Courtney Coco Wikipedia, Dateline, Burns, Death, Sister, Update, Age
Courtney Coco Wikipedia, Dateline, Burns, Death, Sister, Update, Age – Courtney Coco is a student who is 19 years old approx. She was born in the United States of America. She also holds the nationality of America.
Courtney Coco Bio
|Age||19 years old – Approx|
|Date Of Birth||Not Known|
Courtney Coco Physical Stats
|Height||5 feet 5 inch|
|Shoe Size||Not Known|
Courtney Coco Educational Qualifications
|College or University||Not Known|
|Educational Degree||Not Known|
Courtney Coco Family
|Brother / Sister||Not Known|
|Children||Son: Not Known|
Daughter: Not Known
Courtney Coco’s Marital Status
|Marital Status||Not Known|
|Spouse Name||Not Known|
|Married Date||Not Known|
Courtney Coco Collection & Net Worth
|Net Worth in Dollars||Not Known|
Courtney Coco’s Social Media Accounts
Courtney Coco News
The case of Courtney Coco will be discussed on Friday’s episode of “Dateline” on NBC. The body of Coco, 19, was discovered on October 4, 2004, in an abandoned structure in Winnie, Texas, a tiny town along Interstate 10 south of Beaumont. But David Anthony Burns wasn’t charged or taken into custody in connection with the case until April 2021.
In October 2022, Burns—who was seeing Coco’s sister at the time of her demise—was determined to be responsible. During the hearing, witnesses said the Burns and Coco were dating while he was dating her sister during the trial.
He was found guilty of second-degree murder by the Rapides Parish jury in 90 minutes; this crime carries a mandatory life sentence without the possibility of probation, release, or sentence suspension.
After Coco’s family delivered victim impact statements in late November before what was supposed to be Burns’ sentencing, Burns adamantly maintained his innocence. He claimed to have not done it and warned her family that knowing he wasn’t responsible would prevent them from finding peace.
When speaking to the family in the courtroom’s gallery, he remarked, “You know I would not do something like this.” “You know I have nothing to hide, there’s nothing to hide,” I said.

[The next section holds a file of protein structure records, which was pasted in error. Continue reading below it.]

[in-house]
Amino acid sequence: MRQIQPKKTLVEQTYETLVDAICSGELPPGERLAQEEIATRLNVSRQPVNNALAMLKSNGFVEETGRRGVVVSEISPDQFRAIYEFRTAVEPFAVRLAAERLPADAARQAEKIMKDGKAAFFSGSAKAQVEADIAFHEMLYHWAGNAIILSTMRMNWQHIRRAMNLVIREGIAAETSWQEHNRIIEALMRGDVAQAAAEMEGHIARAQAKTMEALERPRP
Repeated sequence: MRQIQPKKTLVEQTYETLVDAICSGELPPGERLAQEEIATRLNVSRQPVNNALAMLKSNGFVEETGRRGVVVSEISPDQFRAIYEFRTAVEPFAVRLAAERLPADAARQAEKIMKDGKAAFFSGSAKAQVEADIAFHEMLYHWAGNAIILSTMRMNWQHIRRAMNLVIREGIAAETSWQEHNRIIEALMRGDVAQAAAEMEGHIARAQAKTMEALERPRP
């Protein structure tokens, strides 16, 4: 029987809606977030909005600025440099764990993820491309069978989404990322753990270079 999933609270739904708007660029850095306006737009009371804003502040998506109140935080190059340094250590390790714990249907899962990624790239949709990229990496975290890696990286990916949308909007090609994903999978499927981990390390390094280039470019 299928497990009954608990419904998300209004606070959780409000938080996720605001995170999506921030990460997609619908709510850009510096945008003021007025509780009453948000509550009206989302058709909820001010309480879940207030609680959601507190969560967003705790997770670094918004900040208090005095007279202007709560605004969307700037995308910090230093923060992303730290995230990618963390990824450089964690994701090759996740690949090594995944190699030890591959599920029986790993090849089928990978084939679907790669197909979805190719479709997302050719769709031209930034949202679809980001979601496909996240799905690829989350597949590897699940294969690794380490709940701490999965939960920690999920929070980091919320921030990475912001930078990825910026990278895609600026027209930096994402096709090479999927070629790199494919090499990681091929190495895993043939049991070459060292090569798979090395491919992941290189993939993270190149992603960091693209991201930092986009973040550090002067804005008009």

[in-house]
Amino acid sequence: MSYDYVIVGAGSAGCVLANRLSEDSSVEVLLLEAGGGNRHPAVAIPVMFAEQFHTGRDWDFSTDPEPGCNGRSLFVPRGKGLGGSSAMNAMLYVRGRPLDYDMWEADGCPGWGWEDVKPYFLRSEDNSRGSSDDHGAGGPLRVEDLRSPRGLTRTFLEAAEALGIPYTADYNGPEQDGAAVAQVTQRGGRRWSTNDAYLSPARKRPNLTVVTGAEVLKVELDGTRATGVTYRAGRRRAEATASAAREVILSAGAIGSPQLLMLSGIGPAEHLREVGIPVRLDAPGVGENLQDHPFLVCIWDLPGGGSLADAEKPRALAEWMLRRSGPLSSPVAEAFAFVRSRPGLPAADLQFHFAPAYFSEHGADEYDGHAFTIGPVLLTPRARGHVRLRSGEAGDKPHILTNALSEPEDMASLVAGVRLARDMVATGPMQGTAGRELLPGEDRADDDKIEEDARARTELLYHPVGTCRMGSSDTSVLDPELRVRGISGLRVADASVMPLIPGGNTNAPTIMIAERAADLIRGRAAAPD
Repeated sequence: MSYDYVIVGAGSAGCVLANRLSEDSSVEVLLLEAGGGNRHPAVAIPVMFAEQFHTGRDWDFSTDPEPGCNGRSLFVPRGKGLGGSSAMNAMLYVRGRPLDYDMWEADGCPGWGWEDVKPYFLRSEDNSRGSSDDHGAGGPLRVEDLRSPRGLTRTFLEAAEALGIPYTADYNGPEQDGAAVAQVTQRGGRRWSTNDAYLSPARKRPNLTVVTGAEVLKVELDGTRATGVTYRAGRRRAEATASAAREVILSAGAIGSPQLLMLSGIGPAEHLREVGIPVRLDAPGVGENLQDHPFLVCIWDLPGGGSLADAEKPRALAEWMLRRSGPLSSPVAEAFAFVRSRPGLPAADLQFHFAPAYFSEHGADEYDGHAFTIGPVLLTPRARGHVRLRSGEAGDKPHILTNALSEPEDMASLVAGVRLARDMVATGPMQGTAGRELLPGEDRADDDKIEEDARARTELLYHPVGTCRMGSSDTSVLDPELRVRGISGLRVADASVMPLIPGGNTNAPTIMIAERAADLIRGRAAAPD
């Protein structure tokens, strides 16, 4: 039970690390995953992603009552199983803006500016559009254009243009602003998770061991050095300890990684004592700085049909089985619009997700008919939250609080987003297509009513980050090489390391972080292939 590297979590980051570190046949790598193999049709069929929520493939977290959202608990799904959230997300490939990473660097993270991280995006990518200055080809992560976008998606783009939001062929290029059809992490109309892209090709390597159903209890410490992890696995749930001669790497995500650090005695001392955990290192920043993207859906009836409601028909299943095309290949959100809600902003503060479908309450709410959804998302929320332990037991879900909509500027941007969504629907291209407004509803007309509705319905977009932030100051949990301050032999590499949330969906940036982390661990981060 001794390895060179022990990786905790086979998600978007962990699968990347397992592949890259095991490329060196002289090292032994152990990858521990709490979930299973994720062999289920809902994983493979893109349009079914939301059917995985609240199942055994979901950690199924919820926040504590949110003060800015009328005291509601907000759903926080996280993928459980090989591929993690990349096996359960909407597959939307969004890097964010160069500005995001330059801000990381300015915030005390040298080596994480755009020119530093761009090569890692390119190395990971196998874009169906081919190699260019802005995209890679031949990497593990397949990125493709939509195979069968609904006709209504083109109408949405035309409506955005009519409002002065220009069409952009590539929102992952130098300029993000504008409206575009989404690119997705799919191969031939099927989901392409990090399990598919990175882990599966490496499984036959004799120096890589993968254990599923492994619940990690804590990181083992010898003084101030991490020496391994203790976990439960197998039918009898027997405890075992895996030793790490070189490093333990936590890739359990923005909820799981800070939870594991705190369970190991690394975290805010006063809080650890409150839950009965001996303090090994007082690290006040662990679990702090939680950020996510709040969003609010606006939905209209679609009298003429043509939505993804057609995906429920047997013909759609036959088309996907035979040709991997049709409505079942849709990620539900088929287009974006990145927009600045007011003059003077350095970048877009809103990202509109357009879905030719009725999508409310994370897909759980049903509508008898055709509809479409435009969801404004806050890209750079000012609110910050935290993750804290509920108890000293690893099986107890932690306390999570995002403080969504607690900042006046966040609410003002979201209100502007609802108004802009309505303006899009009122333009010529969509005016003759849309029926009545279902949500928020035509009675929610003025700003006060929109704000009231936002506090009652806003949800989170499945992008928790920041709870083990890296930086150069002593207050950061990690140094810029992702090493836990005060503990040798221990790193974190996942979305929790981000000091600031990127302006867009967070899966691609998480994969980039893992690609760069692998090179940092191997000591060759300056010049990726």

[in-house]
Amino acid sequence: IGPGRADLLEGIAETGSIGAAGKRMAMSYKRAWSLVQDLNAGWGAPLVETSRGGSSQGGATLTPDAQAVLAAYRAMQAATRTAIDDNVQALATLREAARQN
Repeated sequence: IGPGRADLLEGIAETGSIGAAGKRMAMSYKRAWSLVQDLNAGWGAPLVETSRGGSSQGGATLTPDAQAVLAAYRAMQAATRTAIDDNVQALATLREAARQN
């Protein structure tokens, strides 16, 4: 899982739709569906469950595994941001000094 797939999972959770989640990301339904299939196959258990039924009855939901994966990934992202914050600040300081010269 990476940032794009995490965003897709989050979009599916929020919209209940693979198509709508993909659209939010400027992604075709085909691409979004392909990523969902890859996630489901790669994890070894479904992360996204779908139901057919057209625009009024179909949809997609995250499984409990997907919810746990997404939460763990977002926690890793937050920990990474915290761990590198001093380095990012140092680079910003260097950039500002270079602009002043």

After his plea for a new trial was denied, Burns refused to waive a 24-hour waiting period. As a result, 9th Judicial District Court Judge Maruy Lauve Doggett permitted Coco’s family to continue with their victim impact statements and sentenced Burns the following day. Courtney said, “I hate you and I pray you rot.” Coco’s mother attacks the man who was convicted of killing her daughter.
When Burns was sentenced, many who spoke at the hearing recalled how he served as a pallbearer at Coco’s funeral and aided Coco’s grandfather when he suffered a stroke while Coco was being buried.
But Stephanie Belgard, Coco’s mother, showed little affection for Burns. She pointed to a picture of her daughter and recited a poem that Coco wrote in junior high school about what she wanted to do with her life while she sobbed and yelled at him.
She yelled at Burns, “I hate you, and I pray you rot in Angola.” “I really, really hope I never see your face again.” She informed Burns that he had been keeping secrets from them for years, even after becoming a youth pastor.
Since the passing of her daughter, Belgard has taken a leadership role for the families of victims of violent crime. She is a member of the national organisation Parents of Murdered Children and frequently helps other families while their own loved ones’ cases go in court.